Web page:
“Receiving the house has changed their life mentally and physically. They are less worried about the house condition. The new one they’ve got is very comfortable and enjoyable enough for them not to worry about the safety of their family. The children are able to go to school. Even though the children were getting sick, the parents are able to gain more income to support for the family and cure the illness. The father works harder and the mother look after the house and the children.

“The family has made some positive changes to their home. They put a sitting area and made the new kitchen and put in walls at the back of the house, which makes their life easier and more homely. The family requests for a water well and the main reason is to make their children easier to use the water.

“You and your team have been an important part of changing the lives of this family and, they are now much happier and more secure. The children are able to get an education with the new life and new hopes. In the future, the family plan to add the shade to the back of the house.

“On behalf of VBC we really appreciate and can’t thank you enough for your kindness, your time and your passion for volunteering with us to change and improve this family’s living conditions to make their life better.” 

Peter is organising another trip with VBC for the end of the year, though he personally won’t be able to go. He already has a group of volunteers and met with some of them this week to explain details. Through the website, anyone interested can be in touch with VBC to plan such a trip.

Advertisements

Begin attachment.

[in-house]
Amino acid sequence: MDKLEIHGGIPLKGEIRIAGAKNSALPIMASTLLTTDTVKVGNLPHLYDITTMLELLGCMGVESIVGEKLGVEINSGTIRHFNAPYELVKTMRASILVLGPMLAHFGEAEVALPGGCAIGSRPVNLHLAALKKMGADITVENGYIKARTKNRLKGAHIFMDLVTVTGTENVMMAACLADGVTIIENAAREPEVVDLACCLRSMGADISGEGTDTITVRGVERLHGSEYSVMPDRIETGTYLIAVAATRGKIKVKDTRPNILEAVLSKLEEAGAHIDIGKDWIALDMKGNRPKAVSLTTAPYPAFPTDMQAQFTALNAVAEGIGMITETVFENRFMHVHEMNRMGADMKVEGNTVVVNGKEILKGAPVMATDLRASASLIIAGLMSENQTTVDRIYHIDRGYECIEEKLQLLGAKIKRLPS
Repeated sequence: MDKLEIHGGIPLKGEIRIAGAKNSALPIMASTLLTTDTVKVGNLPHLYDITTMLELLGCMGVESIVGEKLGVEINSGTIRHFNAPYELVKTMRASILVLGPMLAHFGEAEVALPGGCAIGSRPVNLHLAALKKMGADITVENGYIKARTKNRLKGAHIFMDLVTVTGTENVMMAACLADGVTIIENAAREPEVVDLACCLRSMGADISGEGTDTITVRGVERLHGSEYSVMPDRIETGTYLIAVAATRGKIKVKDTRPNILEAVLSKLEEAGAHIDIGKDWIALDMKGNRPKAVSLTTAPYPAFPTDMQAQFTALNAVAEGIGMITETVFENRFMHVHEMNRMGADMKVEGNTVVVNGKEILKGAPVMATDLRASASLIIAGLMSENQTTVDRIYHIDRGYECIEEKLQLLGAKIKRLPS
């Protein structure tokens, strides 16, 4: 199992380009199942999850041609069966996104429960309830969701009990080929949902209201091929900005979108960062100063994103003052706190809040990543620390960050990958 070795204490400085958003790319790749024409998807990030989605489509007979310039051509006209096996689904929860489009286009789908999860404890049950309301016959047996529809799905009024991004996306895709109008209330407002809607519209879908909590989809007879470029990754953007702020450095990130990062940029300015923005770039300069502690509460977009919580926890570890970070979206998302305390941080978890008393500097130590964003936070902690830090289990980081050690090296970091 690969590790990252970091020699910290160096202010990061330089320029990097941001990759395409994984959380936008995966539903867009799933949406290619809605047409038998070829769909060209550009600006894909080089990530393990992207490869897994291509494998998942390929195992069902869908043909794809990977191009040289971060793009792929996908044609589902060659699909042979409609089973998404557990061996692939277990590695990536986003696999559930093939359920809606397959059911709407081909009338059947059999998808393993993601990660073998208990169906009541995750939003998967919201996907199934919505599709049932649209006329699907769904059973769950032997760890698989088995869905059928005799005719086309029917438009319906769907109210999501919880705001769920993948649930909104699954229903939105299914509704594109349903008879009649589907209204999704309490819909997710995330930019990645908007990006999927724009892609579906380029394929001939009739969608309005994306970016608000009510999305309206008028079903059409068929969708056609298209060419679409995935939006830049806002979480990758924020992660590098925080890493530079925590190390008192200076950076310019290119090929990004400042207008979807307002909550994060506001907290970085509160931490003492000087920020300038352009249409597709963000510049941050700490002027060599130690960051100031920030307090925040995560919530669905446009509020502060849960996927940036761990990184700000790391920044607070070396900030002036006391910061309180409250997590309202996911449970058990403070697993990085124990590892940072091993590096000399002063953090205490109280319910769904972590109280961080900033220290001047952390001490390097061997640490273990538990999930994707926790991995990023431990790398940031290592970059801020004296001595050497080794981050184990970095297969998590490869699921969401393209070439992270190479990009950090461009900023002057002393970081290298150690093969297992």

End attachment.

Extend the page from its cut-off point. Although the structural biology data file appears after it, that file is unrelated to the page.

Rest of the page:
About Passionist JPIC Australia

I am a priest with the Passionist Congregation and a part of our Australian Province which includes Australia, New Zealand, Papua New Guinea and Vietnam. I have been ordained since December of 1992. I was born in the Philippines, though am from Spanish decent. I came to Australia in 1972 with my family when I was 11 years old, and we settled in Brisbane. That is where I did the rest of my growing up. On completing high school, I went to Queensland University where I studied for 4 years, completing a B.Sc. with a major in Microbiology. The following year I decided to enter into the Passionist Congregation to study for the priesthood. I trained for 9 years, and have been a priest for 25 years. In my time as a priest I have been Director of the Passionist Family Group Movement in Victoria, Tasmania and Queensland; conducted over 400 Parish Missions all around Australia and New Zealand, but particularly in Victoria and Western Australia; worked in adult faith education, Sacramental preparation for children and parents; Hospital chaplaincy; High school chaplaincy, in-services and retreats. In the year 200 I became engaged in developing young adult retreat teams and training them to carry on our high school retreat programs. I am also chair of our Province’s committee for Justice, Peace and the Integrity of Creation (JPIC). I am also a member of ACRATH (Australian Catholic Religious Against Trafficking in Humans).
This entry was posted in Justice and tagged , , , , , , , , , , , , , , . Bookmark the permalink.

Leave a Reply

Fill in your details below or click an icon to log in:

WordPress.com Logo

You are commenting using your WordPress.com account. Log Out /  Change )

Google+ photo

You are commenting using your Google+ account. Log Out /  Change )

Twitter picture

You are commenting using your Twitter account. Log Out /  Change )

Facebook photo

You are commenting using your Facebook account. Log Out /  Change )

w

Connecting to %s